Beforehand, I know when I spoke with Jonathan [Tropper], he mentioned he wanted an actor first and foremost. Had you been involved in the martial arts prior to being cast?

Yeah, I mean I did it quite a lot from 10 until 20. Around 20, I got quite a big injury in a tae kwon do tournament.

I did kung fu, tae kwon do, I did the acrobatic stuff. But yeah, I got the injury and that just made everything a lot more difficult. Also, the more I entered the world of martial arts and action cinema at the time — about 10 years ago — I was looking around at the martial arts films that were being made and also the people that were making them.

And I didn't want to be part of that. I moved to Thailand when I was 19 and then I went to Japan for a couple of years and then came back. For some reason, action stuff didn't speak to me. I thought I wanted to just be an actor. So, I just completely pushed it away. I lived a completely different life. The typical kind of rebellious whatever, party, actor-y life to try and rebel against every sort of thing that would be about the martial arts at the time. Yeah, I just had to pick it back up again.

A lot of things were muscle memory and were still there after a bit of training, but it's a completely different body ten years later, you're picking up this old motor. It's like it's all very, very rusty.

You said you picked up training before the show. Warrior is from the mind of Bruce Lee. Did you think of that fact as a hurdle or a challenge or were you pressured at any time? Did you ever feel like the shoes were almost too big to fill?

Yeah. I mean, I did the whole process of doing myself and when I went to audition for it, I was just doing my interpretation of Ah Sam and I think Bruce Lee's main quote that always struck with me is "Always express yourself, be faithful to yourself, do not go out and find a successful person and duplicate it".

I've had that quote in me for a while even though I didn't grow up with Bruce Lee. I've had to study him and learn more about him and gained ridiculous amounts of respect for who he was beyond the martial arts star and movie star. I think I guess I started to feel that pressure in the early stages like the pilot. I think the pilot script was quite heavily... It was almost like Ah Sam was Bruce Lee. There was Bruce Lee-isms here and there.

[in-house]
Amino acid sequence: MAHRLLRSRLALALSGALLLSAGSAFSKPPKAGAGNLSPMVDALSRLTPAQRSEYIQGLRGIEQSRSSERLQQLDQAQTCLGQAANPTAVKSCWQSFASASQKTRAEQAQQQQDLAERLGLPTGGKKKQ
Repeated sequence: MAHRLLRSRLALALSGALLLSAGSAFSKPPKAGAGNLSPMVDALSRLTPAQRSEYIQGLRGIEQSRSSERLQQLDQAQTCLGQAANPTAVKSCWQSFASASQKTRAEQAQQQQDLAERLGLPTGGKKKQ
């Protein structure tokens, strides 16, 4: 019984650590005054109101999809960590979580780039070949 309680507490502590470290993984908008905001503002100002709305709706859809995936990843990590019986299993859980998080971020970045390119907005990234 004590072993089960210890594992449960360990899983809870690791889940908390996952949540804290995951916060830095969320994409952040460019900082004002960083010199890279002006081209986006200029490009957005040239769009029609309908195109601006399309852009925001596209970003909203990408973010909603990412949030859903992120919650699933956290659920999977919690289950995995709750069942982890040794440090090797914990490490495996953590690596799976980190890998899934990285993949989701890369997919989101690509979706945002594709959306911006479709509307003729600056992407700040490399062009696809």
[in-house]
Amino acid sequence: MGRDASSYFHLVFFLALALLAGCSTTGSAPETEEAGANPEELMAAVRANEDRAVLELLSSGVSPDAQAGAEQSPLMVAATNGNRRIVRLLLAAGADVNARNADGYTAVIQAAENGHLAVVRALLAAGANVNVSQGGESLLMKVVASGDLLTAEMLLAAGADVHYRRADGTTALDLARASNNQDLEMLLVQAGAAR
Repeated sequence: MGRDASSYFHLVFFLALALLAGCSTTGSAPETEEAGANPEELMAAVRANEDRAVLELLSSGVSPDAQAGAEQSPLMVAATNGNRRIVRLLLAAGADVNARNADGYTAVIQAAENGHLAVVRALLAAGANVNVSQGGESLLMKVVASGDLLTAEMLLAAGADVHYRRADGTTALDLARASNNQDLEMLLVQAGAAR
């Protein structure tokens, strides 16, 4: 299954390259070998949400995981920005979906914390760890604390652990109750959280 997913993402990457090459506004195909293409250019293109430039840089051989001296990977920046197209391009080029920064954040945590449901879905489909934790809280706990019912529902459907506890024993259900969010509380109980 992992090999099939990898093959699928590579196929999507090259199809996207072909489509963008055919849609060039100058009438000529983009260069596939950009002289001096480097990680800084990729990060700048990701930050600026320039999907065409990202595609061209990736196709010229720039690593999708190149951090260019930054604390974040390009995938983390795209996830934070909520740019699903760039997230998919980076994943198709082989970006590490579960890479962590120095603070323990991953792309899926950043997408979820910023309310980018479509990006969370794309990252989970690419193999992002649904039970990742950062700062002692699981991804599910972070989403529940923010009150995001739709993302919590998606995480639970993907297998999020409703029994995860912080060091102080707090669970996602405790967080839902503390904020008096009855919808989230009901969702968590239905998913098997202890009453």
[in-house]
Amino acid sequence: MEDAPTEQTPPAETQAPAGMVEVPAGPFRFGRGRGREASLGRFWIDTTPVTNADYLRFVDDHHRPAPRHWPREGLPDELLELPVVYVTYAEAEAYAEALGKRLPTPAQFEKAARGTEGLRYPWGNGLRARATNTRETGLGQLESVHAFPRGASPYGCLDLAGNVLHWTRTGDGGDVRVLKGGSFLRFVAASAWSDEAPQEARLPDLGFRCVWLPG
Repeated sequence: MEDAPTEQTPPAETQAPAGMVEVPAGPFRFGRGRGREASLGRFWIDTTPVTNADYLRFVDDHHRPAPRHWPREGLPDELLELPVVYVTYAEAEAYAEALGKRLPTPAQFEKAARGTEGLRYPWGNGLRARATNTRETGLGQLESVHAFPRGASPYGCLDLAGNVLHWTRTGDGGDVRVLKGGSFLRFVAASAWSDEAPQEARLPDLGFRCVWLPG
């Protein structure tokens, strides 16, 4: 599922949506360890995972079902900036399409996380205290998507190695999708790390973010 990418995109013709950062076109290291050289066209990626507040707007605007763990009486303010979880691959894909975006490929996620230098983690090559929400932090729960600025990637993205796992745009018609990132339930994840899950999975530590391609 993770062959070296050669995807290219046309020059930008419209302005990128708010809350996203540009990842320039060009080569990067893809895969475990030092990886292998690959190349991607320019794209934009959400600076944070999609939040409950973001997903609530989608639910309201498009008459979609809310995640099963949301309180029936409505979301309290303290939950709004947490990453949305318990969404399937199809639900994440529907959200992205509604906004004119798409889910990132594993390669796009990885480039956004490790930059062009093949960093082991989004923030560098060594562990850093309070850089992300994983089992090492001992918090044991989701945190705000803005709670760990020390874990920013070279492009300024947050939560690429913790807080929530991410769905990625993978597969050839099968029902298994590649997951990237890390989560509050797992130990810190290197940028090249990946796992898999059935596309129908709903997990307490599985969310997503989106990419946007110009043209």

I always, I just always felt that because Bruce Lee, even though I hadn't grown up with him, I just knew him in popular culture and the icon that he was. I don't know, I'm going to try and find a metaphor here or a simile. Just because Laurence Olivier has played Macbeth before doesn't mean that I'm stepping into Laurence Olivier's shoes. I'm going to bring my interpretation, my own humanity. I thought from that quote that Bruce Lee said, I have to just completely, as much as I can, bring my version of what this character is to the table.

The pressure mainly, the physical aspect like the training, that was very difficult, I found. It was challenging, but it was kinda like well, this role has come to me for a certain reason. For me, it felt like the universe was saying okay, you need to be in good physical condition, to be taking care of yourself, because I wasn't before. You need to be healthy, fit. You have to be all these things. I was like okay, then I've gotta do it if this has come to me for a reason.

I mean, Bruce Lee's the epitome of peak human condition in martial arts and all that stuff. I think the pressure was alleviated a bit because I knew Ah Sam wasn't a warrior. He's not a warrior yet. For me, in a way, he's like the Bruce Lee beater version. He's a draft version, you know?